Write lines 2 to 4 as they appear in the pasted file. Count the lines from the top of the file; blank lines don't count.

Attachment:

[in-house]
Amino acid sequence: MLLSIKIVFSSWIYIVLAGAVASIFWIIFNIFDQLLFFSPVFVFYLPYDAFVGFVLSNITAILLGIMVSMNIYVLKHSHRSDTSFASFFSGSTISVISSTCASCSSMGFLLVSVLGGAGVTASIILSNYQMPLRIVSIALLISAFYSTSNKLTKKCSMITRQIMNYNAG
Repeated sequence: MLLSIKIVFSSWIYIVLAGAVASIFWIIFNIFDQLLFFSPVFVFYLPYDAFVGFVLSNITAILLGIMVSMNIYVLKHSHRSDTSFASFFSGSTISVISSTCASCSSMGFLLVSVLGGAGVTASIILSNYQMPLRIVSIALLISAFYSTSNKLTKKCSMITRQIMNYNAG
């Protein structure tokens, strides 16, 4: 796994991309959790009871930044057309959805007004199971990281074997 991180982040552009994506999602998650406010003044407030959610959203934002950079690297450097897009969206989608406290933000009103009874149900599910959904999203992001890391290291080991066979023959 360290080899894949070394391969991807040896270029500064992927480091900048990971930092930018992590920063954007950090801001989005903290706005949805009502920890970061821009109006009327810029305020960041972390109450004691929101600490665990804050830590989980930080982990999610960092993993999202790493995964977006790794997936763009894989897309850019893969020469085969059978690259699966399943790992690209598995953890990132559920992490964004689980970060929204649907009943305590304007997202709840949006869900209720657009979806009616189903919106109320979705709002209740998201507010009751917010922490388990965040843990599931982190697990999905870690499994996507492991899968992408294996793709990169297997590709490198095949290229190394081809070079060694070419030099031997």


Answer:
Amino acid sequence: MLLSIKIVFSSWIYIVLAGAVASIFWIIFNIFDQLLFFSPVFVFYLPYDAFVGFVLSNITAILLGIMVSMNIYVLKHSHRSDTSFASFFSGSTISVISSTCASCSSMGFLLVSVLGGAGVTASIILSNYQMPLRIVSIALLISAFYSTSNKLTKKCSMITRQIMNYNAG
Repeated sequence: MLLSIKIVFSSWIYIVLAGAVASIFWIIFNIFDQLLFFSPVFVFYLPYDAFVGFVLSNITAILLGIMVSMNIYVLKHSHRSDTSFASFFSGSTISVISSTCASCSSMGFLLVSVLGGAGVTASIILSNYQMPLRIVSIALLISAFYSTSNKLTKKCSMITRQIMNYNAG
């Protein structure tokens, strides 16, 4: 796994991309959790009871930044057309959805007004199971990281074997 991180982040552009994506999602998650406010003044407030959610959203934002950079690297450097897009969206989608406290933000009103009874149900599910959904999203992001890391290291080991066979023959 360290080899894949070394391969991807040896270029500064992927480091900048990971930092930018992590920063954007950090801001989005903290706005949805009502920890970061821009109006009327810029305020960041972390109450004691929101600490665990804050830590989980930080982990999610960092993993999202790493995964977006790794997936763009894989897309850019893969020469085969059978690259699966399943790992690209598995953890990132559920992490964004689980970060929204649907009943305590304007997202709840949006869900209720657009979806009616189903919106109320979705709002209740998201507010009751917010922490388990965040843990599931982190697990999905870690499994996507492991899968992408294996793709990169297997590709490198095949290229190394081809070079060694070419030099031997």